A new undersea cable linking Ireland and Britain was opened last week that will enable the UK to benefit from Ireland’s wind resources.
The €600 million EirGrid East West Interconnector is the first electricity link between the two nations and will be able to transport enough power to supply 300,000 homes.
The two-way 260 km, 500 MW capacity underground and undersea cable runs between Deeside in north Wales and County Meath in Ireland.
“This new connection between our electricity grids will improve our mutual energy security, it will improve competition – bearing down on the price ultimately paid by consumers – and it will allow more of Ireland’s abundant wind energy access to the massive UK customer base,” commented UK Energy Secretary Ed Davey at the inauguration last week.
Chief executive of EirGrid, Dermot Byrne, who was joined by Irish Prime Minister Enda Kenny and EU Energy Commissioner Günther Oettinger, called the Interconnect the “single most important step” in enabling Ireland to exploit and export its renewable energy resources.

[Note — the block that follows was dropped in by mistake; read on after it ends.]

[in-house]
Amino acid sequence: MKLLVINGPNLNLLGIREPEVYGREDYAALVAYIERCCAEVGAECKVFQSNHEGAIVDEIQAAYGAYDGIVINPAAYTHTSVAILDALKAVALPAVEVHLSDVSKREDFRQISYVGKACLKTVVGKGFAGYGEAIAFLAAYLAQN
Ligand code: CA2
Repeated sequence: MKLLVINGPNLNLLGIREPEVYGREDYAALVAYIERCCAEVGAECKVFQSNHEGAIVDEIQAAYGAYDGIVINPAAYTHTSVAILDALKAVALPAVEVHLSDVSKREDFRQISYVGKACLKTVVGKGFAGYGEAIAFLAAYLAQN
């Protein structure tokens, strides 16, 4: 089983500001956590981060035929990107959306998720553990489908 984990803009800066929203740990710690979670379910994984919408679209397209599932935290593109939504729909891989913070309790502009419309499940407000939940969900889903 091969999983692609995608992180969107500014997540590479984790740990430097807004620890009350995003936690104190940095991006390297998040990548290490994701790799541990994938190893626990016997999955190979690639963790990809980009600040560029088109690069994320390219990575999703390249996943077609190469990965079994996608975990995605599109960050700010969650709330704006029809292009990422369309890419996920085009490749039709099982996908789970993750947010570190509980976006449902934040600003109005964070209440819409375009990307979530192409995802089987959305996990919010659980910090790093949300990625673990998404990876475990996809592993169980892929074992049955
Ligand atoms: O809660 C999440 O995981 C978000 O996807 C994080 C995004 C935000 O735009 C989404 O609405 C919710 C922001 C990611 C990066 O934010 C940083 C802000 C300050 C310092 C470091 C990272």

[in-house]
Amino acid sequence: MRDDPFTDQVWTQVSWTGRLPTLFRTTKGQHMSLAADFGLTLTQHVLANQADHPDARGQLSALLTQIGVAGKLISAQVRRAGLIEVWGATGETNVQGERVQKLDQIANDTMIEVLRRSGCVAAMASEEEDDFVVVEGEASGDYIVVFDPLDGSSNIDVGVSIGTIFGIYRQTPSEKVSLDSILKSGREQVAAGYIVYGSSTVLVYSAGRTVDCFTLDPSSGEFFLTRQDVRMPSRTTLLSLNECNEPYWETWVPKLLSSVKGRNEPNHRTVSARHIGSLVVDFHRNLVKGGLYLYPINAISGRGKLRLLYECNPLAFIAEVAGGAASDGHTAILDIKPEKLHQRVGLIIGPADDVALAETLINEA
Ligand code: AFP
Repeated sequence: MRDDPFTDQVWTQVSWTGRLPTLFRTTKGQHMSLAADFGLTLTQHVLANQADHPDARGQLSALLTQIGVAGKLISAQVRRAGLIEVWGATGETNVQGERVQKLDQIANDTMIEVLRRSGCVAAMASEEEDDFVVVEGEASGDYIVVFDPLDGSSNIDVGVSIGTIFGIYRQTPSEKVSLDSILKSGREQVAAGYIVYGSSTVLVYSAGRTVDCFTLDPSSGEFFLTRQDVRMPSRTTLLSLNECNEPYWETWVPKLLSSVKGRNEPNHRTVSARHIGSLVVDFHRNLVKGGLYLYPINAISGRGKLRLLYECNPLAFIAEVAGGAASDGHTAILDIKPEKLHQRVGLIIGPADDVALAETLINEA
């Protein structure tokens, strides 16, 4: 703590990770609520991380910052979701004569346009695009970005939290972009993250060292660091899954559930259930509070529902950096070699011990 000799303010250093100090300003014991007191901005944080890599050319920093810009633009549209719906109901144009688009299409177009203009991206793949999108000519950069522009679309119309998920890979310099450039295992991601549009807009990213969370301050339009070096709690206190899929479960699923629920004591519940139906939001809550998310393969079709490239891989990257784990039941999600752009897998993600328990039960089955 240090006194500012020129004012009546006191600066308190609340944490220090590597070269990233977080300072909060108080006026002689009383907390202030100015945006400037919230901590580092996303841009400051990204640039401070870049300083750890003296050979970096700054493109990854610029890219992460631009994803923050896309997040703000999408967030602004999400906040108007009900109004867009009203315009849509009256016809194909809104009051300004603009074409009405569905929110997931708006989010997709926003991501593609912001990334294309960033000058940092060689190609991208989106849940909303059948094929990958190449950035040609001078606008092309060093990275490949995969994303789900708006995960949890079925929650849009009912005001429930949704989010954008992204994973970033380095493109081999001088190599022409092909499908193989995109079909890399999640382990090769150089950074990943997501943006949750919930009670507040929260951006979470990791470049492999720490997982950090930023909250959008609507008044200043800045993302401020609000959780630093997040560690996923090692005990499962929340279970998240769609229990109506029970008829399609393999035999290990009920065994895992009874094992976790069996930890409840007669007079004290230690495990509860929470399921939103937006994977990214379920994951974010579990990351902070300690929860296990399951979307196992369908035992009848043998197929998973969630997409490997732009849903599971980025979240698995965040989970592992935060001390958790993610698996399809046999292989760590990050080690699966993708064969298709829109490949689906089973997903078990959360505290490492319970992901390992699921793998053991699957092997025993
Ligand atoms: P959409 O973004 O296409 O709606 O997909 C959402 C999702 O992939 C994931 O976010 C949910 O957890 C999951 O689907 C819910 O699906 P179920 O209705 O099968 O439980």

“Critically it also allows us to access energy from Britain and from across the European continent which will result in more competition to the energy market and put downward pressure on prices,” he added.
The new link between Ireland and the UK’s national grid marks a step towards the goal of a European ‘supergrid’ enabling renewable energy to be transmitted across the region.
For further information:
European ‘supergrid’ could be costly but boost renewables, says report (22-Sept 2011)
Eurotunnel to run interconnection cable along Channel Tunnel (31-May 2011)
Renewables could produce 10 times Ireland’s electricity demand (5-Nov 2010)
Northern Ireland sets course for 40% renewable electricity by 2020 (30-Sept 2010)
Article source: http://www.energyefficiencynews.com/i/5398/